Elliot Diringer: Well, I would put the issues in two broad categories. Those concrete operational issues I've been talking about, finance, adaptation, support, technology, forestry, all additional means of helping developing countries adapt to the climate change and reduce their emissions. So you have that one basket. On the other side are these looming legal issues. If and when this process is ever going to get to a new legally binding agreement and, if so, what form? Countries are much closer together on that first set of issues and I think we can actually reach agreement on those provided they can find some way to finesse that other set of legal issues where they are much further apart. So what I would look for is a set of decisions that take some incremental steps on the operational issues and lay down some markers, some very general markers about the future direction of the international process.
Monica Trauzzi: Do you think there's a willingness to do that?
Elliot Diringer: Oh, I think there's very definitely a willingness to make progress on the operational side and there's a very strong desire on the part of a lot of countries to move as quickly as possible toward binding agreements. That's really where the rub is. You know, for 15 years the primary thrust of this process has been establishing and then extending a legally binding regime through the Kyoto Protocol. But for the last five years, since these current round of negotiations began, we've really been at a deadlock on those legal issues and there's really little prospect of breaking that stalemate anytime soon. So we think it's important that countries send a clear message that, yes, that's the direction we need to go. That's the direction we're going. But they're not going to be able to agree on the specifics, when, binding on whom, in what form. So they need to defer those issues, but at least lay down that general marker.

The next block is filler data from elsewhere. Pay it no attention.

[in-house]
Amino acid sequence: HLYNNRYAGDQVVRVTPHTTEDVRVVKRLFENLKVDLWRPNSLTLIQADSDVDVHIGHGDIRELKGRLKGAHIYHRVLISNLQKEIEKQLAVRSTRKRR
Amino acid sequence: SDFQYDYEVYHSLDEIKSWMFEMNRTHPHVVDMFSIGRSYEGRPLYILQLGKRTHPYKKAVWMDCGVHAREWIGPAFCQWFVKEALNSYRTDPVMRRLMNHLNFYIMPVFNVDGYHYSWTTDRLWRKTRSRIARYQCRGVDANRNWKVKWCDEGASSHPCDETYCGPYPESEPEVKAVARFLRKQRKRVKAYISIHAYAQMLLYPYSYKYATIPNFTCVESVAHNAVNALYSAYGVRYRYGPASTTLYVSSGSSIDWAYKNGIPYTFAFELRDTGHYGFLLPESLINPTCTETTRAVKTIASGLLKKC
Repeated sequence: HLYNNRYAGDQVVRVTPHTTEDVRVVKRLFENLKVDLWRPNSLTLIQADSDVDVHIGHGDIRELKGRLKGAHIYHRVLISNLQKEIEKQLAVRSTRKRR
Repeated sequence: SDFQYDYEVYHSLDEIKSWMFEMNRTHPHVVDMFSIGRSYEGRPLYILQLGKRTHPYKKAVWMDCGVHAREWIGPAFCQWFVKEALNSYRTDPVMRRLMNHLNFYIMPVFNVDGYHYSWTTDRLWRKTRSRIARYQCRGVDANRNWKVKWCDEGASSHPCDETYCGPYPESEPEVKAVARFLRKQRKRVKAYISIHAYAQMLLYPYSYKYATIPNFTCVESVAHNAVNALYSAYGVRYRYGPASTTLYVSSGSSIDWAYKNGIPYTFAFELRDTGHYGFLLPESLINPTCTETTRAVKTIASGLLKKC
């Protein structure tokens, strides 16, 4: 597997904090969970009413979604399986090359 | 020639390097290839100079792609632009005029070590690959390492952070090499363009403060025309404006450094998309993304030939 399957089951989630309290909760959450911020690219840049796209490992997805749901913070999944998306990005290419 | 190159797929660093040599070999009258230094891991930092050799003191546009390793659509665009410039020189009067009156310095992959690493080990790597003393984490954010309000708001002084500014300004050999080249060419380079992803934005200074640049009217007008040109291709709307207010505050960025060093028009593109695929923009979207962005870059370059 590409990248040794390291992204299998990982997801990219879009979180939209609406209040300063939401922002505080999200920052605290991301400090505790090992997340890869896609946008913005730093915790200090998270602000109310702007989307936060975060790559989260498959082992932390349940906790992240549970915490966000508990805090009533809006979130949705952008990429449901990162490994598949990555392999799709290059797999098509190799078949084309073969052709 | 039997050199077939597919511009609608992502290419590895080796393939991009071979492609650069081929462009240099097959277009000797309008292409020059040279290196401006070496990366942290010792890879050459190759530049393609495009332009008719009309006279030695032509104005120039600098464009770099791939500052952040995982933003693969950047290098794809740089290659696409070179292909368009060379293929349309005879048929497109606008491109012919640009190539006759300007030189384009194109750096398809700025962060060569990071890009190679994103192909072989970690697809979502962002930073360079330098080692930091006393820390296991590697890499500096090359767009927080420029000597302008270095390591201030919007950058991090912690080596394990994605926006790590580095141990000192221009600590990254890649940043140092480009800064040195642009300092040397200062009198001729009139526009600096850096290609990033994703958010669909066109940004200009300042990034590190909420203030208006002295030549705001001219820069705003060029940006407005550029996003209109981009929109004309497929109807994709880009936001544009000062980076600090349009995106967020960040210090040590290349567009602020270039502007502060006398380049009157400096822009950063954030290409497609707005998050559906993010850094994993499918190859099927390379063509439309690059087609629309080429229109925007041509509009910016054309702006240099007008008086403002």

Monica Trauzzi: Lots of questions surrounding the clean development mechanism. Will there be any progress on determining what the future of the CDM will be at this meeting?